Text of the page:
Thankfully, the moments where this issue arises are relatively few – though, series 4 contains more instances of it than any other disc in the collection. Moreover, series 4, part 1 holds the dubious honor of having the worst presentation of any episode in the collection. Clearly there was some issue with the source material, as what is actually presented looks more like the best of what was available to those at Acorn tasked with restoring the program, and all they were offered from ITV simply wasn't very good.
Overall, however, when the Blu-ray isn't dealing with issues mentioned above, it all looks rather fantastic. Some will take issue with the way all seven series (with the notable exception of, again, series 4, episode 1) have had their aspect ratios changed from 1.33:1 to 1.78:1 (aside from series 6 and 7, which were originally filmed that way), but for the most part the change seems to work well and doesn't significantly alter the composition of the product in a negative way. Otherwise, the level of detail, vibrancy of the color and the depth of the image all seem to look great.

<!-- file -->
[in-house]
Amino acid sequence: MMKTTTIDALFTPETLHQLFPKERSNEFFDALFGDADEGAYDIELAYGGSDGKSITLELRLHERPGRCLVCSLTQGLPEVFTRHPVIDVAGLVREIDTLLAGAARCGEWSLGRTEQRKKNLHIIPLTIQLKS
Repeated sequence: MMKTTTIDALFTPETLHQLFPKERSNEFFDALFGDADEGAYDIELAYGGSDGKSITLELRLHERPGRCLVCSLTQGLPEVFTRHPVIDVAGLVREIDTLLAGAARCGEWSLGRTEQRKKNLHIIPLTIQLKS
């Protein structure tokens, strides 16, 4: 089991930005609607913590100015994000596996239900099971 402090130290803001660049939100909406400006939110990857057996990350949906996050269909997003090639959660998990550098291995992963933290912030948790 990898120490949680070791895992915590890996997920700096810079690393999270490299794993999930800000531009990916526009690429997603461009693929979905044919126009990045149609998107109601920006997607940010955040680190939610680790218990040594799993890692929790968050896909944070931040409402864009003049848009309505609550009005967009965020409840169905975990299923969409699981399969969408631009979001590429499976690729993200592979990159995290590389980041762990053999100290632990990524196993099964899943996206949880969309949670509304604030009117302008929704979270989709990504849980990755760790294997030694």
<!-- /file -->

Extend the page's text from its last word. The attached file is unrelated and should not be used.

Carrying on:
There is a significant improvement in the level of fine detail that's presented in the actors' faces and in the smaller details like clothing texture and background elements. Similarly, the image is just much brighter and, as a result, colors seem to pop and there appears to be an extra level of dimensionality to the product that was never really seen before. Contrast levels are quite high for the most part – though, as mentioned above, there are moments where the source material doesn't present darker images accurately and they are filled with grain and generally make it difficult to see details. Still, when the image is consistent, it looks on par with the more recently filmed and pristine elements of series 6 and 7.